The One Thing You Should Never, Ever Do if You Want To Avoid Getting Sick

  • Oops!
    Something went wrong.
    Please try again later.

Sick woman blowing her nose while on the couch

The holiday season is both the busiest time of the year and the time when people are most likely to get sick—not a great combination. There’s never a good time to get sick, but it can be especially frustrating when you are stuck in bed missing out on the fun parties and traditions that only happen once a year. 

According to immunologists, there are some simple habits that go a long way into protecting yourself against illnesses—including the common cold, the flu, and COVID (yes, it’s still hanging around). There’s also one extremely common habit that greatly increases the likelihood of getting sick that they wish everyone would stop doing.

Related: Play Good Defense With These 66 Ways to Boost Your Immune System During Flu Season

The One Habit You Should Never Do if You Want To Avoid Getting Sick

If you want to avoid getting sick—even when everyone around you is coming down with something—Dr. Jenna Podjasek, MD, a board-certified immunologist, allergist and author, says that the best thing you can do is avoid touching your face. “Never touch your eyes, nose or mouth with unwashed hands. This is the most important thing you can do to avoid getting sick,” she says.

Dr. Podjasek explains that the reason why it’s so easy to get sick if you touch your face is because germs can enter your body through your eyes, nose and mouth. So it makes sense that touching these areas with unwashed hands is a common way to spread germs.

Related: Power Up! 17 Simple Habits That Can Boost Your Immunity

Dr. Martin Smith, MD, a board-certified immunologist, allergist and the founder of Untoxicated, wholeheartedly agrees, saying, “We frequently touch our eyes, nose and mouth without even realizing it. A study out of London found that if a person in a household had the COVID virus on their hands, other people in the same house were almost twice as likely to become infected with COVID.”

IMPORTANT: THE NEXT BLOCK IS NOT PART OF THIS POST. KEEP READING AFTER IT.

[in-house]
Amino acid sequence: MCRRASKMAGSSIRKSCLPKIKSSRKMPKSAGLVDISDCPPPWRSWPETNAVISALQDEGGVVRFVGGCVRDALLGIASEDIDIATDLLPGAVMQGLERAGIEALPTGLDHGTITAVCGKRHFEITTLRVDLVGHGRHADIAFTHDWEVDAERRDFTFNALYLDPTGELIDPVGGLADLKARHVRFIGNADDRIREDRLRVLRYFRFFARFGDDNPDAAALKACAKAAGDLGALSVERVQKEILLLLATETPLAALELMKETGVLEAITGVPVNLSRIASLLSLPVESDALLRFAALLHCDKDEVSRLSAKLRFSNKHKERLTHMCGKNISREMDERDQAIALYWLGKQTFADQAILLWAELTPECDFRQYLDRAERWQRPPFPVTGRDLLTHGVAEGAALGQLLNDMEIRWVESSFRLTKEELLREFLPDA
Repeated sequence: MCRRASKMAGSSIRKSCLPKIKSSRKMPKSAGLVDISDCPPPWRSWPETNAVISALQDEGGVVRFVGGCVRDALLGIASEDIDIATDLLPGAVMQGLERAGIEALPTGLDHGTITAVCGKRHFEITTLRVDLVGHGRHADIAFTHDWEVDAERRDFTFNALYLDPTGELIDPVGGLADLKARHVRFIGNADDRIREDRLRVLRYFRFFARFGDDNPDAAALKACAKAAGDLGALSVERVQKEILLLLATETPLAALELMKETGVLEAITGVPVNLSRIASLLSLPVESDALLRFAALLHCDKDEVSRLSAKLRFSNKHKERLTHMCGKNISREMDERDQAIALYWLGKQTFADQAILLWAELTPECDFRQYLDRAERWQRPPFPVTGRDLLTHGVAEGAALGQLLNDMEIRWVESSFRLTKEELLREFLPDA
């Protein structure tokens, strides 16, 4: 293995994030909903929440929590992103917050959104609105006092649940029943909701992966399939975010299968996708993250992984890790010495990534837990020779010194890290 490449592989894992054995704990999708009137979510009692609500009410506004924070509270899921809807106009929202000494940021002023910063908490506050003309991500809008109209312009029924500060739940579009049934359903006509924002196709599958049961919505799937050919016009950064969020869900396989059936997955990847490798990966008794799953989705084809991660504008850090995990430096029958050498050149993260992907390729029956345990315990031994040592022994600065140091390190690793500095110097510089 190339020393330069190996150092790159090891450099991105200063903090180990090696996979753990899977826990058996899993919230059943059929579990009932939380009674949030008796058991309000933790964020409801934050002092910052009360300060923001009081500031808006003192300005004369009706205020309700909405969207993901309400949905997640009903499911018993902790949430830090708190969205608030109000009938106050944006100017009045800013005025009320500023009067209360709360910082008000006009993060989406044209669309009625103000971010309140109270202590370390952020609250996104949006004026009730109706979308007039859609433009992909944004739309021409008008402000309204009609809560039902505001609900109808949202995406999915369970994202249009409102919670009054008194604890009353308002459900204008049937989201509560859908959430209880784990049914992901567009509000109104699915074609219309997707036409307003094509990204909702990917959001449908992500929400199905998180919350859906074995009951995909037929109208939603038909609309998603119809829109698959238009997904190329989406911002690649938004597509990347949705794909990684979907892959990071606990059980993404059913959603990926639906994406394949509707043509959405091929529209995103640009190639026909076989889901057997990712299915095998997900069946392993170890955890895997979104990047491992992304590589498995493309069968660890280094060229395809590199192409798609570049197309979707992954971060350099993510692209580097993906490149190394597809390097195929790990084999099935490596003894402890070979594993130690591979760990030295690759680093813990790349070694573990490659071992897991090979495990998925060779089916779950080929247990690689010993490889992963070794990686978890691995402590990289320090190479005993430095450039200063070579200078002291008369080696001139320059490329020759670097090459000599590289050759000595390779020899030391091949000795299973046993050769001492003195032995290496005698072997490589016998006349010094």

Dr. Podjasek explains that germs can live on surfaces for hours or even days. “When you touch a contaminated surface and then touch your eyes, nose or mouth, you can transfer the germs to your body. Once the germs are inside your body, they can multiply and cause an infection,” she says.

Other Easy Ways To Avoid Getting Sick

Besides not touching your face, both doctors say there are some other easy habits to live by that will help keep you healthy. The first one is regularly washing your hands. (You knew this one was coming, right?) Dr. Smith says it’s especially important to wash your hands after using the restroom or handling raw meat. “Eighty percent of common infections are spread by our hands,” he says. When you’re washing your hands, Dr. Podjasek says to be sure to use soap and water, spending at least 20 seconds washing them.

Both doctors also say it’s important to get enough sleep, which helps keep the immune system in top shape. “Adults should get between seven and nine hours of sleep for the immune system to be able to function properly,” Dr. Smith explains. “A study has shown men who had slept only four hours a night for one week produced half the amount of flu-fighting antibodies in their blood compared with those who slept seven and a half to eight and a half hours.”

Related: Boost Your Immune System With 20 Delicious (and Nutritious) Juices, Smoothies, and Drink Recipes

Eating nutrient-rich foods and exercising regularly both also support immunity, both doctors say. Some foods that are especially good for the immune system include citrus fruits, almonds (which are rich in vitamin E), sweet potatoes, leafy greens and bone broth. Dr. Smith adds that foods rich in zinc, like chickpeas and beans, are also great for immunity. 

Also related to diet, Dr. Smith says to avoid drinking alcohol in excess, something that can especially be easy to do this festive time of year. “After you binge drink—which is consuming more than five alcoholic beverages in a short period of time—your immune system remains suppressed for 24 hours,” he says.

Scientific studies also back up the claim that exercising regularly supports health—including helping to protect against COVID-19. “It’s recommended to engage in 150 minutes of short bursts of moderate intense exercise a week—that’s less than 25 minutes a day,” Dr. Smith says. “During the COVID pandemic, it was found that people who exercised for just 21 minutes a day had a 43% lower risk of death from COVID-19 than their physically inactive peers,” he says.

Last, but certainly not least, Dr. Podjasek says that getting vaccinated for both COVID and the flu can play an important role in staying healthy. “Vaccinations are crucial as they play a vital role in preventing infectious diseases, protecting individual health and public safety by contributing to herd immunity. Herd immunity occurs when a significant portion of a population becomes immune to an infectious organism, and transmission of the virus is unlikely,” she says. That means that getting vaccinated not only protects yourself, but others too.

All of these habits are pretty simple, but they go a long way in terms of helping you stay healthy from all the sicknesses that go around this time of year. And that’s good news not only for you, but for everyone else you’re around! 

Next up, find out how tattoos can impact your immune system, according to scientists.